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Unit 2, Lesson 4 The Origins of Money

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1 Unit 2, Lesson 4 The Origins of Money
AOF Financial Services Unit 2, Lesson 4 The Origins of Money Copyright © 2007–2012 National Academy Foundation. All rights reserved.

2 Money is anything people accept to pay for goods and services
Money can be many different things. For most people today, it’s: Coins Bank notes (bills) Plastic cards Money in the bank Why do you think the US no longer uses $10,000 bills?

3 Money solves many of the drawbacks of the barter system
Barter: The exchange of goods and services without the use of money. Bartering was inconvenient and inefficient. Bartering required a “double coincidence of wants.” What are some of the ways that bartering might be inconvenient?

4 Commodity money has inherent worth to most people
Some items became very popular to barter with and became recognized as having an inherent worth. Seashells, iron nails, and livestock have all been used as commodity money. Often people would trade for a certain item even if they didn’t need it, because they were confident that they could trade it at a later date. Precious metals became a popular form of commodity money.

5 Representative money represents a commodity in holding
Money that represents a commodity being held elsewhere. Representative money can be exchanged for a specific commodity, such as gold or silver. This type of money was easier to make large payments and carry than coin, livestock, tobacco leaves, or other types of commodity money. The US has a representative money system. What does a dollar represent?

6 Money has been around for over 3,000 years
In around 1200 BCE, cowrie shells became the first standardized medium of exchangein other words, the first money. Cowrie shells were the most popular currency within Africa.

7 The use of coins was developed as a way to organize money
The first use of coins dates back to 700 BCE by the Lydians, a group of people that lived in what is now Turkey. The Lydians used lumps of gold and silver as money. The coins were stamped with pictures to represent their weight and, hence, their value. This method of organizing money eventually spread to different countries. Why do you think gold and silver coins quickly became most popular?

8 Paper money was developed about 900 years ago
Paper currency was first used in China in the 13th century. Each paper note was guaranteed by the government to have a certain value. It took 400 years before Europeans caught on and started making paper money.

9 North Americans developed their own form of currency
European settlers traded with Native Americans using wampum. Wampum are tiny shells that were strung together and used as money by the Native Americans. By 1637, the Massachusetts Bay Colony declared wampum legal tender. Why would the Europeans have adopted the currency of the Native Americans?

10 The first American paper money was the Continental
American paper money first appeared in 1775, when colonists issued their own money called “Continentals.” The new money had no financial backing of gold or silver and quickly became devalued and worthless. “Not worth a Continental” became a common phrase.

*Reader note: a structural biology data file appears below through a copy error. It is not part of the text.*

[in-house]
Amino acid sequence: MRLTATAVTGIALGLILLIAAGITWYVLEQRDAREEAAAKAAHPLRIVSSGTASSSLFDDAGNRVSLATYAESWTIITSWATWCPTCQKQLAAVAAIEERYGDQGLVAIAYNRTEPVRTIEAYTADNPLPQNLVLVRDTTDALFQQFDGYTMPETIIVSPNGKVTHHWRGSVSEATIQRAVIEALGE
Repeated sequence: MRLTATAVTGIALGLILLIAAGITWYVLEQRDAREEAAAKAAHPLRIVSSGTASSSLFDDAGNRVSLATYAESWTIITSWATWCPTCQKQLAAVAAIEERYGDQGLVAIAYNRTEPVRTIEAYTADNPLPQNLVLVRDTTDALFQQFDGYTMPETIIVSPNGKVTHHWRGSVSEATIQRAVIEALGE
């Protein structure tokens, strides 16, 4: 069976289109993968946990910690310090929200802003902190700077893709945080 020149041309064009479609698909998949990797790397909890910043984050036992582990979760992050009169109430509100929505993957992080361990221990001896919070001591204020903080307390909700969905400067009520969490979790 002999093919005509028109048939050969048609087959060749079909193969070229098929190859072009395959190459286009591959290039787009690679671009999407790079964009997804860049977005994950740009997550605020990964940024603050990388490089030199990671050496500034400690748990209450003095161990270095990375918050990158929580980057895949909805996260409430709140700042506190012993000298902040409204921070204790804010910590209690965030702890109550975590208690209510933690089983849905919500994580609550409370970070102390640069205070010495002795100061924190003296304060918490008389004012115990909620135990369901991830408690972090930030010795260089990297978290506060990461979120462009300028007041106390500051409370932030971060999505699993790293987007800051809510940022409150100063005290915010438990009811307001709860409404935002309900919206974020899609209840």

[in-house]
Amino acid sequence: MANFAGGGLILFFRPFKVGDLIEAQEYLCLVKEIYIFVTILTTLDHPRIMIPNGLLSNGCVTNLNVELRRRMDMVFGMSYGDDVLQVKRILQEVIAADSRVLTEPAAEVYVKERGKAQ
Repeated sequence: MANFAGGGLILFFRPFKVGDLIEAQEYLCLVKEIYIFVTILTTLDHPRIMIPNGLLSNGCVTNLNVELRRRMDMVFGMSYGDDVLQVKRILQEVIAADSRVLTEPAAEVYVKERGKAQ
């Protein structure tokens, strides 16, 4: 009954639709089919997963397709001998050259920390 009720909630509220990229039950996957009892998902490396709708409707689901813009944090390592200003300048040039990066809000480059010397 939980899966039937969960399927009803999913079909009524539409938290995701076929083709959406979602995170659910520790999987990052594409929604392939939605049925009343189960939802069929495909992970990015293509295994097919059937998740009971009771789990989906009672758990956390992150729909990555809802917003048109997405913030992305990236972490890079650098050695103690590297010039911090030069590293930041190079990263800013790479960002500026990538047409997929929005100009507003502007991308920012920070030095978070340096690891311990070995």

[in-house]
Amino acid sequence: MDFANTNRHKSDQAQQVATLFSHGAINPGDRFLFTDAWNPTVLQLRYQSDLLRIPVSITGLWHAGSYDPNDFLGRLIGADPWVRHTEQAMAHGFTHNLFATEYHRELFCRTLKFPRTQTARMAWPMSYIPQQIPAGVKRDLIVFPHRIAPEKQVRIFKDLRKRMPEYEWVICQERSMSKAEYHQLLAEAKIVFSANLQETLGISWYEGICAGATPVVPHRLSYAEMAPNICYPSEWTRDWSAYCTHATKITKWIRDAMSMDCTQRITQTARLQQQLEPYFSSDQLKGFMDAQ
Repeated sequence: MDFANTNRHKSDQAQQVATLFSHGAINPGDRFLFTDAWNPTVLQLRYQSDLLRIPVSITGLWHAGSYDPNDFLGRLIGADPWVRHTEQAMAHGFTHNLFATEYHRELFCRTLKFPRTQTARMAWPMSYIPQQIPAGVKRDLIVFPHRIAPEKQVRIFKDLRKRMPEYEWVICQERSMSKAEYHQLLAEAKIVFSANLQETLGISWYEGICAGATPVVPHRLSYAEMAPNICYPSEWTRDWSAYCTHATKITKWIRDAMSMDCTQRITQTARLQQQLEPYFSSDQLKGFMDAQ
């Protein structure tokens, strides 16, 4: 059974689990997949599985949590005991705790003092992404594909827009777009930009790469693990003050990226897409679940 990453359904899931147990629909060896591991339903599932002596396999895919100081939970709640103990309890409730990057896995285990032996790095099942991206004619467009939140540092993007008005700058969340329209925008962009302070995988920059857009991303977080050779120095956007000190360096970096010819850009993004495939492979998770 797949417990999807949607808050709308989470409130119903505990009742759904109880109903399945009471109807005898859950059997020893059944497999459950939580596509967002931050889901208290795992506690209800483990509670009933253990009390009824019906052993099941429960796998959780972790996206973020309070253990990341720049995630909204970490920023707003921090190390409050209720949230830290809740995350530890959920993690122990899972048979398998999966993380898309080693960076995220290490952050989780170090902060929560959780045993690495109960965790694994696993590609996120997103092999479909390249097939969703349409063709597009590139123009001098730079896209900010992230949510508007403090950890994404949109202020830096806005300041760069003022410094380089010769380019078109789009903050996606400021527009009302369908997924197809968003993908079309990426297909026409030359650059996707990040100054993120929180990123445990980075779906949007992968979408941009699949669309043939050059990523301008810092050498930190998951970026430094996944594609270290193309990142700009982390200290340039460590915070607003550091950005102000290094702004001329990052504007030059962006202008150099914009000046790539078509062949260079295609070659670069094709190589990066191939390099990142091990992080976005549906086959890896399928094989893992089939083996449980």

11 Banks have existed in the US for only a little over 200 years
The first bank in the US was the Pennsylvania Bank, which was founded in 1780. In 1781 Congress chartered the Bank of North America in Philadelphia and it quickly became known as the nation’s first “real” bank. The Bank of North America supported the Revolutionary War.

12 In 1792, Congress passed the Coinage Act
The dollar was adopted as the standard monetary unit. The first American coins were half dimes, and were issued in 1793. Silver coins were issued in 1794 and gold coins were issued in 1795. Why do you think the name of the new monetary unit was changed from the Continental to the dollar?

13 The US began issuing paper money in 1861
The first issue of paper money by the US government since the Continentals were “greenbacks.” Greenbacks were printed in $5, $10, and $20 denominations, and were green in color. A total of about $10 million worth were issued. These notes, and all paper money issued since 1861, are still valid and redeemable in current cash at face value.

14 Today we use fiat money Fiat money is not backed by reserves of another commodity, such as grain or gold. Many modern governments create fiat money by printing more money than they can back. Too much fiat money in circulation can create inflation. The money that we use today is an example of fiat money. Why would a government risk printing more money than it has reserves with which to back it?

15 Today, Federal Reserve notes are the only currency produced
Federal Reserve notes represent 99% of all currency in circulation. Over the years, these notes have changed very little. The notes were reduced in size in 1929 and the words "In God We Trust" were added in 1955. What denominations of bills are currently produced?

16 There have been some recent changes to US money
Addition of a security thread Issuance of quarters honoring the 50 states Bill redesign to make forging more difficult What does the future have in store for money?

17 The world’s currencies are no longer “backed” by governments
The value of today’s currency is based on the fact that we all believe that others will take them in exchange for goods and services. Today’s dollars are backed only by our confidence that we can use them to buy products! Think about that for a moment…

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